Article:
The desecrated royal coffin found in Tomb KV55. ( Hans Ollermann/CC BY 2.0 )
The Eternal House of Amarna
The tomb associated with Akhenaten that was located in his city was discovered by locals around 1887-88. The tomb was badly destroyed after the death of the king and some of the reliefs were damaged, but many others survived. One of the chambers was perhaps dedicated to his mother, queen Tiye, another to his daughter Maketaten.
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The funerary equipment discovered inside the tomb was very fragmentary. During their explorations researchers found fragments of vessels, a red granite sarcophagus of Akhenaten, a canopic chest, a lion bier, a model boat (wood), furniture fragments, a sculptor's model, a limestone stela, uraeus heads, inlays, ostraca, jewelry, a knife, pieces of textile, a throwstick, and some other pieces of artifacts. The researchers also found some bones – which have not been unidentified. They perhaps belonged to a human.
The decoration of the tomb was destroyed after Akhenaten’s death, however, some of the most famous depictions of the royal family survived. The best known is the one which shows Akhenaten, Nefertiti and their five daughters within a temple court making offerings to Aten. There is also a depiction of Maketaten and a nurse showing a royal infant. All of the reliefs are in the characteristic style of Akhenaten's times.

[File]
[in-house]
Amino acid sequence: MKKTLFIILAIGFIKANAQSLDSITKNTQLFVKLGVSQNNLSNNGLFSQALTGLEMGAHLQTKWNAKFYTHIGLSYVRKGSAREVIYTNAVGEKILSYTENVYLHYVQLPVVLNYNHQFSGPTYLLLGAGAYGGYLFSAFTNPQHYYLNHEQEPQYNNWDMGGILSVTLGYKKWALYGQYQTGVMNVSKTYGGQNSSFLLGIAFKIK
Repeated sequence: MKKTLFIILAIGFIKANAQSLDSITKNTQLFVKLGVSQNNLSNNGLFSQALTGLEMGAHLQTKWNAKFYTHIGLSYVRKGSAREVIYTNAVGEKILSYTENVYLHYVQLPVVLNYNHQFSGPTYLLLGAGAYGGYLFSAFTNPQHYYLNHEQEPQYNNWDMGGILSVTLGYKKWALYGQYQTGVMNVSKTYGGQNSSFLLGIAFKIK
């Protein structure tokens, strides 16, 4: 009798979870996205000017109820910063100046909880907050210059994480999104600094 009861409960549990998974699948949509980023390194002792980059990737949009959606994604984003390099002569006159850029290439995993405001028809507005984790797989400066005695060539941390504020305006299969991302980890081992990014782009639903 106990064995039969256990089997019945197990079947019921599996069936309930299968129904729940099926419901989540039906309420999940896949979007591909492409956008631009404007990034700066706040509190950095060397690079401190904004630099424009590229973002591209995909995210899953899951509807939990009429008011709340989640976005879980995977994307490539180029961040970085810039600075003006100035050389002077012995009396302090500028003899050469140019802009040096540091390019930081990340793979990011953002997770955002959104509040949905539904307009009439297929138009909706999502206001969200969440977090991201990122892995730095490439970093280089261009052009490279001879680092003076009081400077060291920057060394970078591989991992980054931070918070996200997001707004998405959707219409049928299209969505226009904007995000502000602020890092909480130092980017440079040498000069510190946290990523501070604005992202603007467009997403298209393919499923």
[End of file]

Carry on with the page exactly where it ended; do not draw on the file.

A house altar showing Akhenaten, Nefertiti and three of their daughters. 18th dynasty, reign of Akhenaten. ( Public Domain )
The Shadow of a King
Akhenaten is still a very mysterious person for researchers. There are still many gaps in his biography. However, his three tombs brought lots of information about life during his times, and they remain some of the most ''magical'' places in Egypt.
Top Image: Detail of panel with adoration to Aten. Source: Public Domain
Dodson A., Amarna Sunset: Nefertiti, Tutankhamun, Ay, Horemheb, and the Egyptian Counter-Reformation , 2009
Reeves N., Akhenaten: Egypt's False Prophet , 2005
Aldred, C., Akhenaten: King of Egypt , 1991.
Reeves N., Wilkinson R.H., The Complete Valley of the Kings , 2008.